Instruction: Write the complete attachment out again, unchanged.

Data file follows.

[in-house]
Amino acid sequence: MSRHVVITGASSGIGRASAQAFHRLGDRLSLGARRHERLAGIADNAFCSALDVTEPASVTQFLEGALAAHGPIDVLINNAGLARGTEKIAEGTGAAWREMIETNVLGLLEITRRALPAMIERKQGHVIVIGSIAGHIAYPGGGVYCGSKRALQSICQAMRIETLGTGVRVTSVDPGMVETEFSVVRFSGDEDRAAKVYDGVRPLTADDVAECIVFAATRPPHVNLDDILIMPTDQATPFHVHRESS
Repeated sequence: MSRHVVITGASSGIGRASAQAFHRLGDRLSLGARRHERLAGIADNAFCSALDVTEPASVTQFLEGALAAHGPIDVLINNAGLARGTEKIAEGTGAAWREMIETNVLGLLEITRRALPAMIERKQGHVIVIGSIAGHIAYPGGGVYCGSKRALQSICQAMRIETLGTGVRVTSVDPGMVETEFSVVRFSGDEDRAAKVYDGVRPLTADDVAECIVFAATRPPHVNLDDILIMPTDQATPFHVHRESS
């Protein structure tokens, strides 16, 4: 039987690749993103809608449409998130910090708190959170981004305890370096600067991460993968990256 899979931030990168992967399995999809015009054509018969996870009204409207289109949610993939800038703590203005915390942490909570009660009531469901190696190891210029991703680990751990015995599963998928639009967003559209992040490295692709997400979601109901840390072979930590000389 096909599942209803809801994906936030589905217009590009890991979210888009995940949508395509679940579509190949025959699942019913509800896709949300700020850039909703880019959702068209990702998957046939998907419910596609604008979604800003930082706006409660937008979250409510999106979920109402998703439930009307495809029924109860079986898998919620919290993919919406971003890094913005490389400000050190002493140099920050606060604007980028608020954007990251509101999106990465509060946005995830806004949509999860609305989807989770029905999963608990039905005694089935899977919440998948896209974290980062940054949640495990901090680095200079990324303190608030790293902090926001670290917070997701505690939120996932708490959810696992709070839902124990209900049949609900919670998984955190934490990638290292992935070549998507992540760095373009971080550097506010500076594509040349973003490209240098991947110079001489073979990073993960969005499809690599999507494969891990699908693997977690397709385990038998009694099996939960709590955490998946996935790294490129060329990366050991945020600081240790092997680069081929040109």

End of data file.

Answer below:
[in-house]
Amino acid sequence: MSRHVVITGASSGIGRASAQAFHRLGDRLSLGARRHERLAGIADNAFCSALDVTEPASVTQFLEGALAAHGPIDVLINNAGLARGTEKIAEGTGAAWREMIETNVLGLLEITRRALPAMIERKQGHVIVIGSIAGHIAYPGGGVYCGSKRALQSICQAMRIETLGTGVRVTSVDPGMVETEFSVVRFSGDEDRAAKVYDGVRPLTADDVAECIVFAATRPPHVNLDDILIMPTDQATPFHVHRESS
Repeated sequence: MSRHVVITGASSGIGRASAQAFHRLGDRLSLGARRHERLAGIADNAFCSALDVTEPASVTQFLEGALAAHGPIDVLINNAGLARGTEKIAEGTGAAWREMIETNVLGLLEITRRALPAMIERKQGHVIVIGSIAGHIAYPGGGVYCGSKRALQSICQAMRIETLGTGVRVTSVDPGMVETEFSVVRFSGDEDRAAKVYDGVRPLTADDVAECIVFAATRPPHVNLDDILIMPTDQATPFHVHRESS
């Protein structure tokens, strides 16, 4: 039987690749993103809608449409998130910090708190959170981004305890370096600067991460993968990256 899979931030990168992967399995999809015009054509018969996870009204409207289109949610993939800038703590203005915390942490909570009660009531469901190696190891210029991703680990751990015995599963998928639009967003559209992040490295692709997400979601109901840390072979930590000389 096909599942209803809801994906936030589905217009590009890991979210888009995940949508395509679940579509190949025959699942019913509800896709949300700020850039909703880019959702068209990702998957046939998907419910596609604008979604800003930082706006409660937008979250409510999106979920109402998703439930009307495809029924109860079986898998919620919290993919919406971003890094913005490389400000050190002493140099920050606060604007980028608020954007990251509101999106990465509060946005995830806004949509999860609305989807989770029905999963608990039905005694089935899977919440998948896209974290980062940054949640495990901090680095200079990324303190608030790293902090926001670290917070997701505690939120996932708490959810696992709070839902124990209900049949609900919670998984955190934490990638290292992935070549998507992540760095373009971080550097506010500076594509040349973003490209240098991947110079001489073979990073993960969005499809690599999507494969891990699908693997977690397709385990038998009694099996939960709590955490998946996935790294490129060329990366050991945020600081240790092997680069081929040109």